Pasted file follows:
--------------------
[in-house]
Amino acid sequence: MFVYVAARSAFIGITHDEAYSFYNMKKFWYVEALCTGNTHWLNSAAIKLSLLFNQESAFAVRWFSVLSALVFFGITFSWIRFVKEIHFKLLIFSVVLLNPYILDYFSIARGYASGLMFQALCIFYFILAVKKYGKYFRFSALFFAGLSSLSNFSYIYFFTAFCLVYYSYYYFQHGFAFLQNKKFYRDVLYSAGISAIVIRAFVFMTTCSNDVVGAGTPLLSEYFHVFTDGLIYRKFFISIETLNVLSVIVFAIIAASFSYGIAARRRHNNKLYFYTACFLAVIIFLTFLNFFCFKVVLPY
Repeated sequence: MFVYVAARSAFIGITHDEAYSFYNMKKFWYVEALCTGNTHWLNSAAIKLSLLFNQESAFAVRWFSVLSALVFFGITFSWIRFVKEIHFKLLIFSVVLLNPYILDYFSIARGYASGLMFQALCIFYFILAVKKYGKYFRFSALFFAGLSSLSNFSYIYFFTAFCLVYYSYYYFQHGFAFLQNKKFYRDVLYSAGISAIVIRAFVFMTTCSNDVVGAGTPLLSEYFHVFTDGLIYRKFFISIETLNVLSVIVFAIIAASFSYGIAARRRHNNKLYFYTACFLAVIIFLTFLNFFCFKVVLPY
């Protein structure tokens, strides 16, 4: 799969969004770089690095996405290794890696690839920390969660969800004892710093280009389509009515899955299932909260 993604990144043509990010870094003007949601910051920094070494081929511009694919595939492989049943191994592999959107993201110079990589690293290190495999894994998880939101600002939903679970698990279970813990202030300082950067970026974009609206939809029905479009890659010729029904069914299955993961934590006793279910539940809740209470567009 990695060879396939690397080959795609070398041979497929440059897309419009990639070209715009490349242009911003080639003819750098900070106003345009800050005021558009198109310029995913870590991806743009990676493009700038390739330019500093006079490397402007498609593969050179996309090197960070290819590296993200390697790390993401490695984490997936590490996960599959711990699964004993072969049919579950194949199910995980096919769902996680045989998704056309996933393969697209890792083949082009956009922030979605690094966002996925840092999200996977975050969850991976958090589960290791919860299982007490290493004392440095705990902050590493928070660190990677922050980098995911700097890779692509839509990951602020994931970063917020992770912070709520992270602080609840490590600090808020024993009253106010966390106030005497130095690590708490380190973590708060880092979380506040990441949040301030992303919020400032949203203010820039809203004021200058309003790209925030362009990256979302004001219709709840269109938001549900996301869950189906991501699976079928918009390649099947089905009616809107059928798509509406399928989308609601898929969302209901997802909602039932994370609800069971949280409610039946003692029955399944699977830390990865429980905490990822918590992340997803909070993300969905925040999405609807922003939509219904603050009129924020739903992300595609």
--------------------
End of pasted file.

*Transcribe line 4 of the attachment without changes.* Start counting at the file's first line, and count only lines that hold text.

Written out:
């Protein structure tokens, strides 16, 4: 799969969004770089690095996405290794890696690839920390969660969800004892710093280009389509009515899955299932909260 993604990144043509990010870094003007949601910051920094070494081929511009694919595939492989049943191994592999959107993201110079990589690293290190495999894994998880939101600002939903679970698990279970813990202030300082950067970026974009609206939809029905479009890659010729029904069914299955993961934590006793279910539940809740209470567009 990695060879396939690397080959795609070398041979497929440059897309419009990639070209715009490349242009911003080639003819750098900070106003345009800050005021558009198109310029995913870590991806743009990676493009700038390739330019500093006079490397402007498609593969050179996309090197960070290819590296993200390697790390993401490695984490997936590490996960599959711990699964004993072969049919579950194949199910995980096919769902996680045989998704056309996933393969697209890792083949082009956009922030979605690094966002996925840092999200996977975050969850991976958090589960290791919860299982007490290493004392440095705990902050590493928070660190990677922050980098995911700097890779692509839509990951602020994931970063917020992770912070709520992270602080609840490590600090808020024993009253106010966390106030005497130095690590708490380190973590708060880092979380506040990441949040301030992303919020400032949203203010820039809203004021200058309003790209925030362009990256979302004001219709709840269109938001549900996301869950189906991501699976079928918009390649099947089905009616809107059928798509509406399928989308609601898929969302209901997802909602039932994370609800069971949280409610039946003692029955399944699977830390990865429980905490990822918590992340997803909070993300969905925040999405609807922003939509219904603050009129924020739903992300595609």